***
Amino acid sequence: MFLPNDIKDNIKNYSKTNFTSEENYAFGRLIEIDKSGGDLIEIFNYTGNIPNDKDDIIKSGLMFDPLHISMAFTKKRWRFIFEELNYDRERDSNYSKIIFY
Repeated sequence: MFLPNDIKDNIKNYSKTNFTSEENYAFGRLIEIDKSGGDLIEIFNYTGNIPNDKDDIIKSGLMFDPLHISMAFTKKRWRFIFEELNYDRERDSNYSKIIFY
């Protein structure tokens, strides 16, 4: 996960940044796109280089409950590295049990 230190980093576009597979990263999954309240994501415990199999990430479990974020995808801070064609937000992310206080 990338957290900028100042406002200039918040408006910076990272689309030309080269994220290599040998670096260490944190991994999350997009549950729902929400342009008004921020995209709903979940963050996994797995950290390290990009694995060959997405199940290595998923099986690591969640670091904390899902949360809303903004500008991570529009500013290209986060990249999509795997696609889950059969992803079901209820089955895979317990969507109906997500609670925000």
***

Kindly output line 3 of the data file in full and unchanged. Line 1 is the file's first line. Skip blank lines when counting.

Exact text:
């Protein structure tokens, strides 16, 4: 996960940044796109280089409950590295049990 230190980093576009597979990263999954309240994501415990199999990430479990974020995808801070064609937000992310206080 990338957290900028100042406002200039918040408006910076990272689309030309080269994220290599040998670096260490944190991994999350997009549950729902929400342009008004921020995209709903979940963050996994797995950290390290990009694995060959997405199940290595998923099986690591969640670091904390899902949360809303903004500008991570529009500013290209986060990249999509795997696609889950059969992803079901209820089955895979317990969507109906997500609670925000």